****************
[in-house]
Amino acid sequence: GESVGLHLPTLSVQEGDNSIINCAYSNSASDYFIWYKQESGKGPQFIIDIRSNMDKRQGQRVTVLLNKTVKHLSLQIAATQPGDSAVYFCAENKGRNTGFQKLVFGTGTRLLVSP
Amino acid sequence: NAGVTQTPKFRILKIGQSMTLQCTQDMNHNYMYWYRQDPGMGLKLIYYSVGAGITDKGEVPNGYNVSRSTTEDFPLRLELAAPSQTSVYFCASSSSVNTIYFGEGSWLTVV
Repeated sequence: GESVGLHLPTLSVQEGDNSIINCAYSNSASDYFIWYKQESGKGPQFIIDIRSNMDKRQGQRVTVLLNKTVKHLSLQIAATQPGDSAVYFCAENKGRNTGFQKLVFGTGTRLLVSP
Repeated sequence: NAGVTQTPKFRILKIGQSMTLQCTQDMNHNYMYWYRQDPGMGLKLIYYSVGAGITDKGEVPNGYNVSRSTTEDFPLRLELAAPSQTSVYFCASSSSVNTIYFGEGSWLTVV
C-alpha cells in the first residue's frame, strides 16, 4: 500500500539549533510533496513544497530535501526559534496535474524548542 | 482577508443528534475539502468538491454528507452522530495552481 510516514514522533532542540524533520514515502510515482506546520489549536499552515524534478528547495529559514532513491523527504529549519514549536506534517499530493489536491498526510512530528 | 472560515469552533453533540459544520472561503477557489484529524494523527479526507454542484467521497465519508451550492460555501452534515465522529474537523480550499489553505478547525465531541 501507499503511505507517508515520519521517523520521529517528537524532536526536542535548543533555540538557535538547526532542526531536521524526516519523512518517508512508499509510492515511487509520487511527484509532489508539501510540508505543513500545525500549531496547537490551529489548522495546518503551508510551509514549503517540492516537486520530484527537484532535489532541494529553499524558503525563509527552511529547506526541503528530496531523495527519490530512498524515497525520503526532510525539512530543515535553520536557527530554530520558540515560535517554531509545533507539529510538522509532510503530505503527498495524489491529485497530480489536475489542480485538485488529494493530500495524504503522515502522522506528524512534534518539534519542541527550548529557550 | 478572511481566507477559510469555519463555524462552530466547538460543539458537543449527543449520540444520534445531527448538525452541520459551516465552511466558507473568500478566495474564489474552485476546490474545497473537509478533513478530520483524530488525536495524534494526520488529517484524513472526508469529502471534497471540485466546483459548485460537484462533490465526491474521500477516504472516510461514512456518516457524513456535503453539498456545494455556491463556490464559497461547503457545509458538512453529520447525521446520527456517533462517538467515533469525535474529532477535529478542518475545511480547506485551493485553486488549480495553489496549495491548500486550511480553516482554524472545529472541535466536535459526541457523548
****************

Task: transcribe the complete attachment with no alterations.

[in-house]
Amino acid sequence: GESVGLHLPTLSVQEGDNSIINCAYSNSASDYFIWYKQESGKGPQFIIDIRSNMDKRQGQRVTVLLNKTVKHLSLQIAATQPGDSAVYFCAENKGRNTGFQKLVFGTGTRLLVSP
Amino acid sequence: NAGVTQTPKFRILKIGQSMTLQCTQDMNHNYMYWYRQDPGMGLKLIYYSVGAGITDKGEVPNGYNVSRSTTEDFPLRLELAAPSQTSVYFCASSSSVNTIYFGEGSWLTVV
Repeated sequence: GESVGLHLPTLSVQEGDNSIINCAYSNSASDYFIWYKQESGKGPQFIIDIRSNMDKRQGQRVTVLLNKTVKHLSLQIAATQPGDSAVYFCAENKGRNTGFQKLVFGTGTRLLVSP
Repeated sequence: NAGVTQTPKFRILKIGQSMTLQCTQDMNHNYMYWYRQDPGMGLKLIYYSVGAGITDKGEVPNGYNVSRSTTEDFPLRLELAAPSQTSVYFCASSSSVNTIYFGEGSWLTVV
C-alpha cells in the first residue's frame, strides 16, 4: 500500500539549533510533496513544497530535501526559534496535474524548542 | 482577508443528534475539502468538491454528507452522530495552481 510516514514522533532542540524533520514515502510515482506546520489549536499552515524534478528547495529559514532513491523527504529549519514549536506534517499530493489536491498526510512530528 | 472560515469552533453533540459544520472561503477557489484529524494523527479526507454542484467521497465519508451550492460555501452534515465522529474537523480550499489553505478547525465531541 501507499503511505507517508515520519521517523520521529517528537524532536526536542535548543533555540538557535538547526532542526531536521524526516519523512518517508512508499509510492515511487509520487511527484509532489508539501510540508505543513500545525500549531496547537490551529489548522495546518503551508510551509514549503517540492516537486520530484527537484532535489532541494529553499524558503525563509527552511529547506526541503528530496531523495527519490530512498524515497525520503526532510525539512530543515535553520536557527530554530520558540515560535517554531509545533507539529510538522509532510503530505503527498495524489491529485497530480489536475489542480485538485488529494493530500495524504503522515502522522506528524512534534518539534519542541527550548529557550 | 478572511481566507477559510469555519463555524462552530466547538460543539458537543449527543449520540444520534445531527448538525452541520459551516465552511466558507473568500478566495474564489474552485476546490474545497473537509478533513478530520483524530488525536495524534494526520488529517484524513472526508469529502471534497471540485466546483459548485460537484462533490465526491474521500477516504472516510461514512456518516457524513456535503453539498456545494455556491463556490464559497461547503457545509458538512453529520447525521446520527456517533462517538467515533469525535474529532477535529478542518475545511480547506485551493485553486488549480495553489496549495491548500486550511480553516482554524472545529472541535466536535459526541457523548